Black CEOs Condemn Voter Curbs, Urge Peers to Fight Back
(Bloomberg) -- Dozens of Black executives across the U.S. joined a call for corporations to take more action against voting-rights legislation being advanced by Republicans in at least 43 states that’s seen as an effort to limit participation by ethnic-minority voters.
The open letter led by Kenneth Chenault, a former chief executive officer of American Express Co., and Kenneth Frazier, the CEO of Merck & Co., comes a week after the passage of a Georgia law that activists say will disproportionately hurt the voting rights of African Americans.
The letter amassed 72 signatures of prominent Black executives, including Robert F. Smith, the billionaire CEO of Vista Equity Partners, Mellody Hobson, co-CEO of Ariel Investments, and Raymond McGuire, a former Citigroup Inc. vice chairman who is running for mayor of New York. The executives called on all U.S. corporate leaders to publicly condemn the new laws and to use their money and influence to sway the debate with lawmakers.
The new Georgia law requires voters to provide a state-issued identification card when requesting an absentee ballot, limits drop boxes, and lets any Georgian challenge the voting eligibility of an unlimited number of voters, among other restrictions. It also expands some early-voting hours.
“One of the challenges is that the other side has been able to characterize this either as an issue of partisan politics or they’re reducing it to just a question of voter-ID security issues,” Frazier said in an interview. Considering the provisions of the new law in the context of voting-rights history leads to the conclusion that “it’s about collectively making it harder for legitimate people to cast the ballot.”
On the afternoon of March 28, a group of prominent Black executives, many of whom talk frequently on a personal basis, got in touch with one another and brainstormed potential actions to take in the wake of the Georgia law, and other legislation being proposed in 43 states.
Debra Lee, former chairman and CEO of ViacomCBS Inc.’s BET Networks, got a call from Frazier to join the coalition as a signatory. “It was an easy yes from me,” she said, describing the new Georgia law as an affront to Stacey Abrams’s work in recent years to get new voters registered, which helped to elect a Black and a Jewish senator.
“It’s like we’re going back to the ’60s,” Lee said. “This is 2021, and to have such a blatant law signed by the Georgia governor was just unbelievable.”
Before and after the bill’s passage, most major corporations took no public position on it. Some companies based in Atlanta, including Delta Air Lines Inc. and Coca-Cola Co., offered general statements supporting voting rights, but the lack of a specific stance prompted some activists to call for boycotts of the two companies.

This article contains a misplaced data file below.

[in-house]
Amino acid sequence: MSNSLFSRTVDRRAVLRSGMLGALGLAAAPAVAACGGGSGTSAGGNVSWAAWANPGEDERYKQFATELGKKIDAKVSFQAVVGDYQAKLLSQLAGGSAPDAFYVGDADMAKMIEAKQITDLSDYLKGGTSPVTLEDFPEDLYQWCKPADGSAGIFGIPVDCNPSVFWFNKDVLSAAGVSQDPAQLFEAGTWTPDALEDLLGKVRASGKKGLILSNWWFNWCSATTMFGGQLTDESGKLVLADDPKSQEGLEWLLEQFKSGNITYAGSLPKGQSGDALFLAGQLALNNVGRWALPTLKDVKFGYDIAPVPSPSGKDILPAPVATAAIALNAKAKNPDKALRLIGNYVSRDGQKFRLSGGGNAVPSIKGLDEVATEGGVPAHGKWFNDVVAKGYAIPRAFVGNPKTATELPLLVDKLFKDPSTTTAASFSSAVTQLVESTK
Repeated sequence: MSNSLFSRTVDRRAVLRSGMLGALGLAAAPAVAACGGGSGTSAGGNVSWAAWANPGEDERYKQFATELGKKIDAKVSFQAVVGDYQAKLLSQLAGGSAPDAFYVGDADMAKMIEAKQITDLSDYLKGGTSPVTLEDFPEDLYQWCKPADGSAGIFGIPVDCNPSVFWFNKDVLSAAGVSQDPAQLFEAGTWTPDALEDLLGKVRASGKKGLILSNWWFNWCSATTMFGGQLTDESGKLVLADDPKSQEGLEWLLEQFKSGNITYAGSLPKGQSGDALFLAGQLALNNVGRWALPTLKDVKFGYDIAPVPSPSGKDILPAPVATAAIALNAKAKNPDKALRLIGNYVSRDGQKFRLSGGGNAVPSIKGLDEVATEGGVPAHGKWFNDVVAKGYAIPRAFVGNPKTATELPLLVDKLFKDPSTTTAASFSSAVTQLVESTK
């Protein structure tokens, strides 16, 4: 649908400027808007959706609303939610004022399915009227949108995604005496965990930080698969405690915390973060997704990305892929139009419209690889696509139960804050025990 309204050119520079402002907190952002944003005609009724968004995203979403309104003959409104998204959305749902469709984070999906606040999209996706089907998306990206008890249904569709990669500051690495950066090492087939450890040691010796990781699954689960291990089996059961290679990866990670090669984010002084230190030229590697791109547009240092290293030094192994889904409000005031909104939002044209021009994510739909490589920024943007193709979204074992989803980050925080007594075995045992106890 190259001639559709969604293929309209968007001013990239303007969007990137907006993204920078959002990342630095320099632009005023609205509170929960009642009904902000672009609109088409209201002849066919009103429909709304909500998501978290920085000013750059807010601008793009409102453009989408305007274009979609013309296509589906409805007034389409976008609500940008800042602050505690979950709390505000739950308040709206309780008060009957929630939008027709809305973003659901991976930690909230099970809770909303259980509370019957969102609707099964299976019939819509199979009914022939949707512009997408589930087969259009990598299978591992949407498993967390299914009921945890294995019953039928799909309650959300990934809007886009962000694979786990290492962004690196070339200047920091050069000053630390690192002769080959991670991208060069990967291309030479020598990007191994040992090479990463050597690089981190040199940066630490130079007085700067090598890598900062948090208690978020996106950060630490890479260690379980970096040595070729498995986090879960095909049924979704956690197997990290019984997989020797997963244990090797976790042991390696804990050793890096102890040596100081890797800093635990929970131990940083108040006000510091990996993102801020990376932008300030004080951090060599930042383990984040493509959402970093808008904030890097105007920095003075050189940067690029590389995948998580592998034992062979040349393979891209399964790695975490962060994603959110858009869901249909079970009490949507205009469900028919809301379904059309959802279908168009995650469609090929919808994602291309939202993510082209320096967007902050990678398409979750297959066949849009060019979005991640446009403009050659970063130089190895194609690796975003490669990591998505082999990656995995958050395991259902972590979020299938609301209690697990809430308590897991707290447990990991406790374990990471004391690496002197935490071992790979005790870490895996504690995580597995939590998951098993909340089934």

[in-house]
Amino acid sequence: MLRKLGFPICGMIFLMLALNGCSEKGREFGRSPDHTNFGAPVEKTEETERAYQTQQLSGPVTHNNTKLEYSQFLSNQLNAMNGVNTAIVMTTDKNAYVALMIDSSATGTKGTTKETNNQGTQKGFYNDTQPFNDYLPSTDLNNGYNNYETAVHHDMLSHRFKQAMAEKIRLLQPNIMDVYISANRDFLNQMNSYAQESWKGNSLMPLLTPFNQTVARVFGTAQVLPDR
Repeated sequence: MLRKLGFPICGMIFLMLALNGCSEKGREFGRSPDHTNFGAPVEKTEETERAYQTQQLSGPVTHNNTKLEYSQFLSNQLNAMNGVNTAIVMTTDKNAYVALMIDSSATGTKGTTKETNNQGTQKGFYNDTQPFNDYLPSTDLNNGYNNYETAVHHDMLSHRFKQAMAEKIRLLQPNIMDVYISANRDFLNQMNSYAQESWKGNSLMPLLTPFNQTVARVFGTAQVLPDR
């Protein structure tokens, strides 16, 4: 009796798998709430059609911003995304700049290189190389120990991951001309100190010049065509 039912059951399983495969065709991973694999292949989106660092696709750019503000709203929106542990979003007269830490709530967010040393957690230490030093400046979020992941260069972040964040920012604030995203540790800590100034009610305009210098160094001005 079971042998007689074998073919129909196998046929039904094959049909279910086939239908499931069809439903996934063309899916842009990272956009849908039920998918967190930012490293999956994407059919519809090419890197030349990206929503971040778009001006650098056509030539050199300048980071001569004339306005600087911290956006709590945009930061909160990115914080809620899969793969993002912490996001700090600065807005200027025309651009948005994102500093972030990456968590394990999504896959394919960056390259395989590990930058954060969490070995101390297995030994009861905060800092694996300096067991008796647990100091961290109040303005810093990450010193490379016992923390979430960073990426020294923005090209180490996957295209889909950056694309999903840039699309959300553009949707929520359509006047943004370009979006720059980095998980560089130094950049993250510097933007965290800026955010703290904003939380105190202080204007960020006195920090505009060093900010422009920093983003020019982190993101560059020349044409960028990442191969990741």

Delta CEO Ed Bastian signaled a change of tone on Wednesday, saying in a memo to employees that Georgia’s new voting law “does not match Delta’s values.” Bastian said Delta and other companies had some success in eliminating the law’s “most suppressive tactics,” but he said the final version of the bill remained unacceptable.
“The entire rationale for this bill was based on a lie: that there was widespread voter fraud in Georgia in the 2020 elections,” Bastian said. “This is simply not true. Unfortunately, that excuse is being used in states across the nation that are attempting to pass similar legislation to restrict voting rights.”
However, Georgia Governor Brian Kemp’s office issued a statement saying the governor’s staff “spoke directly with Delta representatives numerous times” throughout the legislative process and the company never expressed any qualms.
“At no point did Delta share any opposition to expanding early voting, strengthening voter-ID measures, increasing the use of secure drop boxes statewide, and making it easier for local election officials to administer elections -- which is exactly what this bill does,” Kemp’s statement said. “Today’s statement by Delta CEO Ed Bastian stands in stark contrast to our conversations with the company, ignores the content of the new law, and unfortunately continues to spread the same false attacks being repeated by partisan activists.”
Chenault said he was proud of Delta’s statement from earlier Wednesday, and that other companies should take that approach.
Microsoft Corp., which last month announced a plan to significantly expand in the Atlanta area, said on Wednesday it is concerned about the law and wants to band together with other business leaders to pressure the Georgia legislature to change it.
“We are concerned by the law’s impact on communities of color, on every voter, and on our employees and their families,” wrote Microsoft President and Chief Legal Officer Brad Smith in a blog post. “We share the view of other corporate leaders that it’s not only right but essential for the business community to stand together in opposition to the harmful provisions and other similar legislation that may be considered elsewhere.”
In a LinkedIn post Wednesday, Larry Fink, CEO of BlackRock Inc., didn’t mention the legislation in Georgia or elsewhere specifically but said that “voting is not just a right, but a vital component of civil activity.”
“While BlackRock appreciates the importance of maintaining election integrity and transparency, these should not be used to restrict equal access to the polls,” Fink wrote. “BlackRock is concerned about efforts that could limit access to the ballot for anyone. Voting should be easy and accessible for ALL eligible voters.”
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